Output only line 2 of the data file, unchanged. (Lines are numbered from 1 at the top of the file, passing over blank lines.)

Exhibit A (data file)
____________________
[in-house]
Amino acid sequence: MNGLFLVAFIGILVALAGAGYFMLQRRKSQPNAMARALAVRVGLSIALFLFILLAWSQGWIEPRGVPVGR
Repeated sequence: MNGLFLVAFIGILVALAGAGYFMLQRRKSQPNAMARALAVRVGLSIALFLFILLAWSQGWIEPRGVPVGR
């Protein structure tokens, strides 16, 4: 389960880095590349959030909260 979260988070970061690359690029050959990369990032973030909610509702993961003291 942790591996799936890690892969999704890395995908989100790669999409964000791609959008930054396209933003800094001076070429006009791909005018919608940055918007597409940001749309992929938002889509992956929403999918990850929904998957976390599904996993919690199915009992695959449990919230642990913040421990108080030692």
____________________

Amino acid sequence: MNGLFLVAFIGILVALAGAGYFMLQRRKSQPNAMARALAVRVGLSIALFLFILLAWSQGWIEPRGVPVGR